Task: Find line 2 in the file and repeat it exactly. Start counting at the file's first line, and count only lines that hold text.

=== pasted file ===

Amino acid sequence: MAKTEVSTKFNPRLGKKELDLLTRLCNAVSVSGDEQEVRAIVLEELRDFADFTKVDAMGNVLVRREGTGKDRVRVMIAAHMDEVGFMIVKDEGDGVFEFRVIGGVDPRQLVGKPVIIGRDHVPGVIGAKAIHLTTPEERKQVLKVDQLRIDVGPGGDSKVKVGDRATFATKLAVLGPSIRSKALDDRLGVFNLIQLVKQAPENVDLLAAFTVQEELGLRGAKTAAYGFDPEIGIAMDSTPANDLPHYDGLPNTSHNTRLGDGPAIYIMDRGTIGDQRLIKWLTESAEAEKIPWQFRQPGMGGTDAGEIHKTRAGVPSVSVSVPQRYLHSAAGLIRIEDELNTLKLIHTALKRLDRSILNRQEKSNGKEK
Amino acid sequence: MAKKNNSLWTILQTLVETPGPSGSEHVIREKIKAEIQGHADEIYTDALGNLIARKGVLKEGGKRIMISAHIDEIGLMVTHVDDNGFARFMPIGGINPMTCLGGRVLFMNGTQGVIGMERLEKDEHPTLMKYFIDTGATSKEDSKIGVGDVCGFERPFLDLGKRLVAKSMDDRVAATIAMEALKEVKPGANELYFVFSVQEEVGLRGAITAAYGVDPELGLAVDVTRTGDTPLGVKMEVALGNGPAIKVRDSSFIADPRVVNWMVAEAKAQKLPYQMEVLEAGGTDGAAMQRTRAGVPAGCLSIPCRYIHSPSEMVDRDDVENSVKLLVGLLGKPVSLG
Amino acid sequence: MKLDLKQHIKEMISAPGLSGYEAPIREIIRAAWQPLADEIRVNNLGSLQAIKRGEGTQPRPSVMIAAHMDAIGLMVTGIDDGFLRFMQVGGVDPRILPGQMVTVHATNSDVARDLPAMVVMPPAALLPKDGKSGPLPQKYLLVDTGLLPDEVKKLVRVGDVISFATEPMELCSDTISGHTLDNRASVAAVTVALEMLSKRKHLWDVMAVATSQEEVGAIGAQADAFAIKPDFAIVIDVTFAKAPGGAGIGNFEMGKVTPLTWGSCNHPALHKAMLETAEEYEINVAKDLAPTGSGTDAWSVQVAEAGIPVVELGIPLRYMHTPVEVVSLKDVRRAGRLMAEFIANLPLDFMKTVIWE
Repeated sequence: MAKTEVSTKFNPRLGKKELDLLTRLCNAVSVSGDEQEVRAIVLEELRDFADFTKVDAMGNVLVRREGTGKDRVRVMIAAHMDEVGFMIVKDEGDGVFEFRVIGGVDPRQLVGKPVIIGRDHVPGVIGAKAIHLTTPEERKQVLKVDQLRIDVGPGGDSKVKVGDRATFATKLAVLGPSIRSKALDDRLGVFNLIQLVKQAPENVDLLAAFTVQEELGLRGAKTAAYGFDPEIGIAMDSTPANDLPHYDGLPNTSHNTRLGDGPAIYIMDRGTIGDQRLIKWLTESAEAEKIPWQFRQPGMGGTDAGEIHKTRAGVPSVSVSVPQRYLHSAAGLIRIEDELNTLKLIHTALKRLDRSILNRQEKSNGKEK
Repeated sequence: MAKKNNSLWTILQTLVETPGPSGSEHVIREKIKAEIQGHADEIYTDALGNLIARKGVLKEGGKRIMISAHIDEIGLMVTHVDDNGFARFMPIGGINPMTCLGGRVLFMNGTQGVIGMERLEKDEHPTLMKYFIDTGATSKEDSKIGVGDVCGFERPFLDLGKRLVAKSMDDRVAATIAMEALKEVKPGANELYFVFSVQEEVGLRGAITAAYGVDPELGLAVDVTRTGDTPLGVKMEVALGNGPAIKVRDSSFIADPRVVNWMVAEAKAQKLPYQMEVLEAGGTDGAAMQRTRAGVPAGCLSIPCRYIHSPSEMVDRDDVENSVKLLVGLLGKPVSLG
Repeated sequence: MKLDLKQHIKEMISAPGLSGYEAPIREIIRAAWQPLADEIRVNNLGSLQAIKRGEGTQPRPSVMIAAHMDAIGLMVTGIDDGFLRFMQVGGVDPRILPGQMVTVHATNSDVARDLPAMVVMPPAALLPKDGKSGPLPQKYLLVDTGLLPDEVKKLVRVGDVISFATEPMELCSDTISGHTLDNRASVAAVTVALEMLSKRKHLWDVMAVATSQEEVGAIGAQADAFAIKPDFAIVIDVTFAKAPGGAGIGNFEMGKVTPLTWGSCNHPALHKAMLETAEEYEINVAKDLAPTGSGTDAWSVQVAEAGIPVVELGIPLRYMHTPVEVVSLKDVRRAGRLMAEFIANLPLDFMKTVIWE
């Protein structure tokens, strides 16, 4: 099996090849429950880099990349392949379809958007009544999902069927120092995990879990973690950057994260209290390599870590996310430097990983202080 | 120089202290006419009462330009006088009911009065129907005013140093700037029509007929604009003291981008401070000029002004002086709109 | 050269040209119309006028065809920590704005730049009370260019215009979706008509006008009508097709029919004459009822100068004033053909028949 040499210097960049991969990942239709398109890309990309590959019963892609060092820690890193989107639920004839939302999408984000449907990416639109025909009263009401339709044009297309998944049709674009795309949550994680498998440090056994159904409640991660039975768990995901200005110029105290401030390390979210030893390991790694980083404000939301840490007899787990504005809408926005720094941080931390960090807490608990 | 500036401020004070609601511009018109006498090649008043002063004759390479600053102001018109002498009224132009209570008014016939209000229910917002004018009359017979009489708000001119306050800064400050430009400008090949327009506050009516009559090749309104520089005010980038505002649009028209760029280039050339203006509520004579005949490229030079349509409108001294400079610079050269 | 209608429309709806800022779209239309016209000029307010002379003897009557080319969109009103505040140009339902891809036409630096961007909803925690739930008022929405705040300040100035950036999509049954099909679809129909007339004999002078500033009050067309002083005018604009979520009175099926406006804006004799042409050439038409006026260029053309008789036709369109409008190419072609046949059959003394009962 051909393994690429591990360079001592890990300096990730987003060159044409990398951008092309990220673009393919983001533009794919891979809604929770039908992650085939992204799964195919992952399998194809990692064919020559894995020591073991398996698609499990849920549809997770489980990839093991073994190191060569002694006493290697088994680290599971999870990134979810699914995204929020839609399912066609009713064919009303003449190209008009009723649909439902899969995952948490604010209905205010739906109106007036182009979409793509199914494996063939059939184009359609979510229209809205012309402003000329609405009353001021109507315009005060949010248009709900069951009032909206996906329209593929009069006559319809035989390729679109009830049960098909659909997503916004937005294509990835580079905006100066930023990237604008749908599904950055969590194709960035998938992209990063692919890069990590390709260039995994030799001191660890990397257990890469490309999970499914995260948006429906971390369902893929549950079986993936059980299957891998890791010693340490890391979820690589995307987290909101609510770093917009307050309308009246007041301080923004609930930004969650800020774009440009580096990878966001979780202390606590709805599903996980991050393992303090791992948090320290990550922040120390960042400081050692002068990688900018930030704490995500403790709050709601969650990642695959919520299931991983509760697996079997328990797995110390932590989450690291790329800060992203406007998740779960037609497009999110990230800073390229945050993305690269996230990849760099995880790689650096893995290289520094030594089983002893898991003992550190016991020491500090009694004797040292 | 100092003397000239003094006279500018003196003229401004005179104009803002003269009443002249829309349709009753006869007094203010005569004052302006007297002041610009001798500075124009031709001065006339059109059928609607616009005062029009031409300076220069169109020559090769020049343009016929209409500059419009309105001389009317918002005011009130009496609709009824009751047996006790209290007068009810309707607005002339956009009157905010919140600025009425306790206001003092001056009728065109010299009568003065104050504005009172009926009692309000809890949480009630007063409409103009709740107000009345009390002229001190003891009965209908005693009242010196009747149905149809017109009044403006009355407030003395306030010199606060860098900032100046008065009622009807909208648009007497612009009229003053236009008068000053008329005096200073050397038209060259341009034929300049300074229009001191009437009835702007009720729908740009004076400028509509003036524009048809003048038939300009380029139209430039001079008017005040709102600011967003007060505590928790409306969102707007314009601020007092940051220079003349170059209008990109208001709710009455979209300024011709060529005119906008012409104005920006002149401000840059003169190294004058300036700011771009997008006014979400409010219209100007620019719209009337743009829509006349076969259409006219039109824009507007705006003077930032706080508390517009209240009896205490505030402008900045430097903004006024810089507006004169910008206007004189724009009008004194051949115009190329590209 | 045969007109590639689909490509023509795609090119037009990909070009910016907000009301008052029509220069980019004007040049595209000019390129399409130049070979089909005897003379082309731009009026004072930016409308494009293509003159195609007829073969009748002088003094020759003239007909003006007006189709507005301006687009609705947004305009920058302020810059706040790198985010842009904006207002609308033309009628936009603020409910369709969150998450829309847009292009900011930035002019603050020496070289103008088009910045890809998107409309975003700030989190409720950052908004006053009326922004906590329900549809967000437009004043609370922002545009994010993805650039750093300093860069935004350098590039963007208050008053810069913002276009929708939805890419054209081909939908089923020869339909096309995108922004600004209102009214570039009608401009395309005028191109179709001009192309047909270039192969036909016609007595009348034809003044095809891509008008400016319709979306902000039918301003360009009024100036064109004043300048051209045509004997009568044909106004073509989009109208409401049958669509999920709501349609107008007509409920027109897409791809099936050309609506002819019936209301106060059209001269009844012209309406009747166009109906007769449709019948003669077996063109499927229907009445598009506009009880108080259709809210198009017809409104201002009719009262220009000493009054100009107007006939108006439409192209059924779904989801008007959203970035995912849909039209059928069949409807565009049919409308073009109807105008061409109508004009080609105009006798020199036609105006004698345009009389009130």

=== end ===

Amino acid sequence: MAKKNNSLWTILQTLVETPGPSGSEHVIREKIKAEIQGHADEIYTDALGNLIARKGVLKEGGKRIMISAHIDEIGLMVTHVDDNGFARFMPIGGINPMTCLGGRVLFMNGTQGVIGMERLEKDEHPTLMKYFIDTGATSKEDSKIGVGDVCGFERPFLDLGKRLVAKSMDDRVAATIAMEALKEVKPGANELYFVFSVQEEVGLRGAITAAYGVDPELGLAVDVTRTGDTPLGVKMEVALGNGPAIKVRDSSFIADPRVVNWMVAEAKAQKLPYQMEVLEAGGTDGAAMQRTRAGVPAGCLSIPCRYIHSPSEMVDRDDVENSVKLLVGLLGKPVSLG